Russia must be held accountable, says UN Security Council

Several killed as explosions hit Kyiv-held and occupied cities in southern and eastern Ukraine

Ireland has joined other key member states on the United Nations Security Council in demanding that Russia be held accountable for its actions in Ukraine.

Minister for Foreign Affairs Simon Coveney told the council on Thursday that Russia, the country that made a deliberate decision to start the conflict, must now make the decision to end it.

He said Russia must withdraw from Ukraine and “be held accountable for its actions, through the international bodies and structures we have together created for this purpose”.

Mr Coveney added: “This is not just about Ukraine. This is about the entirety of the UN membership. If we do not reject Russia’s actions in the clearest and most stark terms, we allow the world to be governed by force, and not through dialogue.”


Mr Coveney said Russia’s foreign minister Sergey Lavrov had engaged in “more disinformation” in his address to the UN security council when he denied any atrocities had taken place. The Minister said what he had seen in Bucha in Ukraine earlier this year after Russian forces had withdrawn from the town was not a fabrication. “I think in time we will see the International Criminal Court make very clear determinations in terms of the accusations around war crimes and crimes against humanity.”

International Criminal Court (ICC) prosecutor Karim Khan told the security council there were “reasonable grounds” to believe crimes within the jurisdiction of the court had been committed in Ukraine. The court, which is based in the Hague in the Netherlands, handles war crimes, crimes against humanity, genocide and crimes of aggression.

Mr Khan said the ICC investigation priorities were intentional targeting of civilian objects and the transfer of populations from Ukraine, including children.

The United States, United Kingdom and other members of the security council called for nations to ensure Russia was held accountable for atrocities they maintained that Moscow’s forces had carried out in Ukraine.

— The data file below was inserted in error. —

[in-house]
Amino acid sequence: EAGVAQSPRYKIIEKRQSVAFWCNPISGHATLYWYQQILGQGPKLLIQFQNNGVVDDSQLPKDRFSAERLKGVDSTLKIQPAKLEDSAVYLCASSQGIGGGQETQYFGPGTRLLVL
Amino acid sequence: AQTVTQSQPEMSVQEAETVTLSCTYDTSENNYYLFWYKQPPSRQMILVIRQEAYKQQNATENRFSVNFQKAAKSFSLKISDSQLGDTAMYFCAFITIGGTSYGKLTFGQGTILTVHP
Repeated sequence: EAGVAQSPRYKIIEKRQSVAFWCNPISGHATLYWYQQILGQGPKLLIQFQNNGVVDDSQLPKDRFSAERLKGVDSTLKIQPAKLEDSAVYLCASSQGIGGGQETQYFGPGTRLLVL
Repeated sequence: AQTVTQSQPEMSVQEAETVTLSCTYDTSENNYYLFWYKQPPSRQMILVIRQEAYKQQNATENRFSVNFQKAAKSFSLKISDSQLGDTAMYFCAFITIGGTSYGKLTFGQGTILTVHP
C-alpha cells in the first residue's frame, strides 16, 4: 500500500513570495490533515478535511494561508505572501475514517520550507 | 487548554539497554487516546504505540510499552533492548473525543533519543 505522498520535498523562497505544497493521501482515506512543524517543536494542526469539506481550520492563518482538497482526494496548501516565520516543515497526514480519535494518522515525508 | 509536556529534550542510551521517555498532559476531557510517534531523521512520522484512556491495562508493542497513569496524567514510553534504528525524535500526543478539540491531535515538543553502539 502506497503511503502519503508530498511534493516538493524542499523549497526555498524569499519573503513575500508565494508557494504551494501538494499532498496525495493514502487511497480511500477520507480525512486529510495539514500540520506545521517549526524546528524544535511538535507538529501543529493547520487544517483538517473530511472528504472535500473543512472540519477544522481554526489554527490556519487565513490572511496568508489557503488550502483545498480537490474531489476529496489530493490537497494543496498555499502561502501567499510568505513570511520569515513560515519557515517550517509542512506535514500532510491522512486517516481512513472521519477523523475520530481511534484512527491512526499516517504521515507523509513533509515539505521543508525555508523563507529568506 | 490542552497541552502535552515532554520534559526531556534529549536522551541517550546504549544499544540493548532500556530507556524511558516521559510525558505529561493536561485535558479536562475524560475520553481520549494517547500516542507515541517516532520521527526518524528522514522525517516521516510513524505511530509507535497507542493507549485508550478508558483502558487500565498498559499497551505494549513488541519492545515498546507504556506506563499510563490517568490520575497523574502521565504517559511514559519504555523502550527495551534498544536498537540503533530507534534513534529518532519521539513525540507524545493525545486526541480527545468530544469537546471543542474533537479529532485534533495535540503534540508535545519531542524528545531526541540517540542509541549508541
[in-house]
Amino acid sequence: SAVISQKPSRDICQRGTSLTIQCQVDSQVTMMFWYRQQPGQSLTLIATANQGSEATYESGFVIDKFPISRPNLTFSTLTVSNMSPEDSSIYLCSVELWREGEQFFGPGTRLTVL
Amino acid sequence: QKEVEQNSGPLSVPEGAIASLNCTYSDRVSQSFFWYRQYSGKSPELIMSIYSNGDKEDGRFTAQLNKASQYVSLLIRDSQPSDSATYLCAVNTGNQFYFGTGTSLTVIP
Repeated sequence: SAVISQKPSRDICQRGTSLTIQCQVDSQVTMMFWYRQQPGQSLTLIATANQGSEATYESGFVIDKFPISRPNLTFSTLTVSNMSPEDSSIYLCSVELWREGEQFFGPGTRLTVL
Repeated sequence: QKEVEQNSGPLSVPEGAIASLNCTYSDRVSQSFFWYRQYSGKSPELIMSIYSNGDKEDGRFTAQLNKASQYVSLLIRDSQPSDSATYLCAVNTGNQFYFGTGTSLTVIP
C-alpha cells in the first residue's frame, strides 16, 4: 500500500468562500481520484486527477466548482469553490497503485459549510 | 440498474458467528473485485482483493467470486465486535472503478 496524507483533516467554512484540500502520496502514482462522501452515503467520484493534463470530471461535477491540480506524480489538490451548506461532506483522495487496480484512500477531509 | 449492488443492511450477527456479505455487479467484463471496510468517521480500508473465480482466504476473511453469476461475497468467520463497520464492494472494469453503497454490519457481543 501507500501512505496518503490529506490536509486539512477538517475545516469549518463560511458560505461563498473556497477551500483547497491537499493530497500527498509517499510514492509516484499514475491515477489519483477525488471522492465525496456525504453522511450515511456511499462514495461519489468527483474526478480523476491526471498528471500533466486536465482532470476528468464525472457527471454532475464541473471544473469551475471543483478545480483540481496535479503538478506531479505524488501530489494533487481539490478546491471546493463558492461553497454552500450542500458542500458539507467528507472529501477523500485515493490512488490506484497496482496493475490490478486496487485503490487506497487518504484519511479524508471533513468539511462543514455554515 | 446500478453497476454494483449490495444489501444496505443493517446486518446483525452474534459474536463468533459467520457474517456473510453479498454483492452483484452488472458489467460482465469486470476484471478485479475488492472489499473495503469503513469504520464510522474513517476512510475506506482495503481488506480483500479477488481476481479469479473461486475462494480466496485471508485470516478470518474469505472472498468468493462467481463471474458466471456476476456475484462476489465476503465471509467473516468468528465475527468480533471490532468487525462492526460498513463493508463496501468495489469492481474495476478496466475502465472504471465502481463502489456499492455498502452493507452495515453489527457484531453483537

“We must make clear to president Putin that his attack on the Ukrainian people must stop... that there can be no impunity for those perpetrating atrocities,” British foreign secretary James Cleverly said. He urged the world to reject Moscow’s “catalogue of lies”.

Russia’s foreign minister, Sergey Lavrov, defended the invasion. He said the West had forced Russia to launch it’s so-called special military operation to protect its own security. Mr Lavrov, who did not stay in the chamber to hear criticism of the war from other member states, rejected accusations of abuses by Russian forces in Ukraine.

“The United States and their allies with the connivance of international human rights organisations have been covering the crimes of the Kyiv regime,” he claimed.

US secretary of state Antony Blinken promised that Washington would continue to support Ukraine to defend itself.

“The very international order we’ve gathered here to uphold is being shredded before our eyes. We can’t let president Putin get away with it.”

China’s foreign minister, Wang Yi, said the priority was to resume dialogue without pre-conditions and for both sides to exercise restraint and not escalate tensions.

“China’s position on Ukraine is clear. The sovereignty, territorial integrity of all countries should be respected and the reasonable security concerns of all countries should be taken seriously,” he said.

UN general secretary Antonio Guterres told the meeting that talk of a nuclear conflict was “totally unacceptable”.

Deadly explosions hit Kyiv-held and occupied cities in southern and eastern Ukraine, as Kremlin-controlled parts of those areas prepared for so-called referendums on joining Russia.

Several people were killed on Thursday in explosions in occupied Melitopol and Donetsk and a missile strike on Ukrainian-controlled Zaporizhzhia, a day before Russian-held parts of Kherson, Luhansk, Donetsk and Zaporizhzhia regions were due to start what Kyiv and the West dismiss as “sham” voting.

Russia is poised to try to annex the regions after the supposed referendums, and its former president, Dmitry Medvedev, said Moscow would then defend those areas with everything in its arsenal, “including strategic nuclear weapons”.

In his speech to the UN general assembly, Ukrainian president Volodymyr Zelenskiy said that in the light of such threats and the Kremlin’s all-out invasion of his country, the world “must finally recognise Russia as a state sponsor of terrorism”.

After the biggest prisoner swap since Russia’s full-scale invasion of its neighbour in February, Ukraine hailed the release of 205 Ukrainians and 10 foreigners, in exchange for 55 Russian soldiers and Viktor Medvedchuk, the most prominent pro-Kremlin politician in Ukraine and a personal friend of Russian president Vladimir Putin.

Martin Wall

Martin Wall

Martin Wall is Washington Correspondent of The Irish Times. He was previously industry correspondent

Daniel McLaughlin

Daniel McLaughlin

Daniel McLaughlin is a contributor to The Irish Times from central and eastern Europe